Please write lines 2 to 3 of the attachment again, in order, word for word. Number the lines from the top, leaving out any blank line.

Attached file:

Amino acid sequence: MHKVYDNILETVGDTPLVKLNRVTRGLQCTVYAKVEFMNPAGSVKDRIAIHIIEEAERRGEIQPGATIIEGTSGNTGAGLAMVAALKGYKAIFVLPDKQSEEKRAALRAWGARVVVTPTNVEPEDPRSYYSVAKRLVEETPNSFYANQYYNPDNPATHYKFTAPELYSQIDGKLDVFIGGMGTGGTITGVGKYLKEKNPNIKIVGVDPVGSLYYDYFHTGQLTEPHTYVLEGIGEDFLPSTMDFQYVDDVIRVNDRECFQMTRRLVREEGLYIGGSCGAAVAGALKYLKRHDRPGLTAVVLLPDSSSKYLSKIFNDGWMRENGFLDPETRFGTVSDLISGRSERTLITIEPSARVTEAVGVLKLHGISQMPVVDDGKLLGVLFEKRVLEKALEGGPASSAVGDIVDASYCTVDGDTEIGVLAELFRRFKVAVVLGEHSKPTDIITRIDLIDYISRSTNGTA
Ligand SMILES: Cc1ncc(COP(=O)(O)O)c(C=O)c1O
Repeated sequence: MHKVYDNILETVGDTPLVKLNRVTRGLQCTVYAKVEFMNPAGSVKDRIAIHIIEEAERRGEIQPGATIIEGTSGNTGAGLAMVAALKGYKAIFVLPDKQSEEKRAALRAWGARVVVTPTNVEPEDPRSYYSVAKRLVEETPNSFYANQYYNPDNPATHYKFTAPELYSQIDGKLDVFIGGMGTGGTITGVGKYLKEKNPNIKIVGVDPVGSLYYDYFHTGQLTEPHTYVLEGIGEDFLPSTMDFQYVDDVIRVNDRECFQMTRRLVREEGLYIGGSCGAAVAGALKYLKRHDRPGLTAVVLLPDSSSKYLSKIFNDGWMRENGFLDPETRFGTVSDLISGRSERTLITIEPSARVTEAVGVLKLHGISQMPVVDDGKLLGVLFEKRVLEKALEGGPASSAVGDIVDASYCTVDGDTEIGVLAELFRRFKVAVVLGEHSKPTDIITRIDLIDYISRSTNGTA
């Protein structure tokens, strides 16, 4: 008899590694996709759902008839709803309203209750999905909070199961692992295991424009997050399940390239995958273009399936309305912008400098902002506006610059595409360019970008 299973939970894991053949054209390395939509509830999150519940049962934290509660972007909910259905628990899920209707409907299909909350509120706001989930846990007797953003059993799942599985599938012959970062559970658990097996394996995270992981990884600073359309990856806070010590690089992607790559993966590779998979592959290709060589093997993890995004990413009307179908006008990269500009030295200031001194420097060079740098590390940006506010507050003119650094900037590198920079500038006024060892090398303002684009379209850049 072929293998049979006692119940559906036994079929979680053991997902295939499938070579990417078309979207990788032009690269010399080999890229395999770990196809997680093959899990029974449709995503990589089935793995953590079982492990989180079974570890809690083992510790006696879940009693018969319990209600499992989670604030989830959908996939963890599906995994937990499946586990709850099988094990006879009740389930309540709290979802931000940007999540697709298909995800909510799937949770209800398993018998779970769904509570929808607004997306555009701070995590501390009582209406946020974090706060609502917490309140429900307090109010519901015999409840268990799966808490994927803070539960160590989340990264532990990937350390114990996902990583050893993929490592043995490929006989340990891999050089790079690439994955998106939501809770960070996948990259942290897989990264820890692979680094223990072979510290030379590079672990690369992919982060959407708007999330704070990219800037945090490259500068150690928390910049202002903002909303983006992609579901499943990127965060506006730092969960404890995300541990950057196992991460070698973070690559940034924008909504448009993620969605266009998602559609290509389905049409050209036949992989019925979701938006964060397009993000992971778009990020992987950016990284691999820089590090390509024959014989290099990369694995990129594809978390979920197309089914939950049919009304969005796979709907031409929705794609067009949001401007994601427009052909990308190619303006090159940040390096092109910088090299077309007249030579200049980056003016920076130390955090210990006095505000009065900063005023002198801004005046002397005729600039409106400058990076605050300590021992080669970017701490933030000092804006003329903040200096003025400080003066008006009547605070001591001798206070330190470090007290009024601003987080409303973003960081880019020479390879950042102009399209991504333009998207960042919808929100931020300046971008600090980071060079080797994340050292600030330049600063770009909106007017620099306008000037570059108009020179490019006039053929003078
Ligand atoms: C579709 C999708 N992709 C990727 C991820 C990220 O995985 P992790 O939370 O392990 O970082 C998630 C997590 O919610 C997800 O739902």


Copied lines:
Ligand SMILES: Cc1ncc(COP(=O)(O)O)c(C=O)c1O
Repeated sequence: MHKVYDNILETVGDTPLVKLNRVTRGLQCTVYAKVEFMNPAGSVKDRIAIHIIEEAERRGEIQPGATIIEGTSGNTGAGLAMVAALKGYKAIFVLPDKQSEEKRAALRAWGARVVVTPTNVEPEDPRSYYSVAKRLVEETPNSFYANQYYNPDNPATHYKFTAPELYSQIDGKLDVFIGGMGTGGTITGVGKYLKEKNPNIKIVGVDPVGSLYYDYFHTGQLTEPHTYVLEGIGEDFLPSTMDFQYVDDVIRVNDRECFQMTRRLVREEGLYIGGSCGAAVAGALKYLKRHDRPGLTAVVLLPDSSSKYLSKIFNDGWMRENGFLDPETRFGTVSDLISGRSERTLITIEPSARVTEAVGVLKLHGISQMPVVDDGKLLGVLFEKRVLEKALEGGPASSAVGDIVDASYCTVDGDTEIGVLAELFRRFKVAVVLGEHSKPTDIITRIDLIDYISRSTNGTA